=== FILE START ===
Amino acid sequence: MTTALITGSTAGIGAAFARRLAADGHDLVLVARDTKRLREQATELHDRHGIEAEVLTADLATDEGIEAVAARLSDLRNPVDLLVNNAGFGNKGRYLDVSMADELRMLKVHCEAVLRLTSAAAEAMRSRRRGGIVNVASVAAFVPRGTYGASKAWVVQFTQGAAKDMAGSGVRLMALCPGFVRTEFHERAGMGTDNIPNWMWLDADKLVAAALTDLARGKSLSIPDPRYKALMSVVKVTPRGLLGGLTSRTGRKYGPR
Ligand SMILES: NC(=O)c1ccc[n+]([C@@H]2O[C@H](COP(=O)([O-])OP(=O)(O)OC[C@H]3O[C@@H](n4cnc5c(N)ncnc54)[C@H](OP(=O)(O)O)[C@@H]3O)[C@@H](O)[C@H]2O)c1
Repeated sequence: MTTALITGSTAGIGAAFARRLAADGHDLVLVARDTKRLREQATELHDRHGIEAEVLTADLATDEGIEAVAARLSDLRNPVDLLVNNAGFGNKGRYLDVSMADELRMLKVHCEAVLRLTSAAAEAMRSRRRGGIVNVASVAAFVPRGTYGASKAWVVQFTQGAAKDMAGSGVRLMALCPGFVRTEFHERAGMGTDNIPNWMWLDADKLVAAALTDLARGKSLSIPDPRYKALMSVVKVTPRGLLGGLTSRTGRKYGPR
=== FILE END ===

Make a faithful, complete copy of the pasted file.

Amino acid sequence: MTTALITGSTAGIGAAFARRLAADGHDLVLVARDTKRLREQATELHDRHGIEAEVLTADLATDEGIEAVAARLSDLRNPVDLLVNNAGFGNKGRYLDVSMADELRMLKVHCEAVLRLTSAAAEAMRSRRRGGIVNVASVAAFVPRGTYGASKAWVVQFTQGAAKDMAGSGVRLMALCPGFVRTEFHERAGMGTDNIPNWMWLDADKLVAAALTDLARGKSLSIPDPRYKALMSVVKVTPRGLLGGLTSRTGRKYGPR
Ligand SMILES: NC(=O)c1ccc[n+]([C@@H]2O[C@H](COP(=O)([O-])OP(=O)(O)OC[C@H]3O[C@@H](n4cnc5c(N)ncnc54)[C@H](OP(=O)(O)O)[C@@H]3O)[C@@H](O)[C@H]2O)c1
Repeated sequence: MTTALITGSTAGIGAAFARRLAADGHDLVLVARDTKRLREQATELHDRHGIEAEVLTADLATDEGIEAVAARLSDLRNPVDLLVNNAGFGNKGRYLDVSMADELRMLKVHCEAVLRLTSAAAEAMRSRRRGGIVNVASVAAFVPRGTYGASKAWVVQFTQGAAKDMAGSGVRLMALCPGFVRTEFHERAGMGTDNIPNWMWLDADKLVAAALTDLARGKSLSIPDPRYKALMSVVKVTPRGLLGGLTSRTGRKYGPR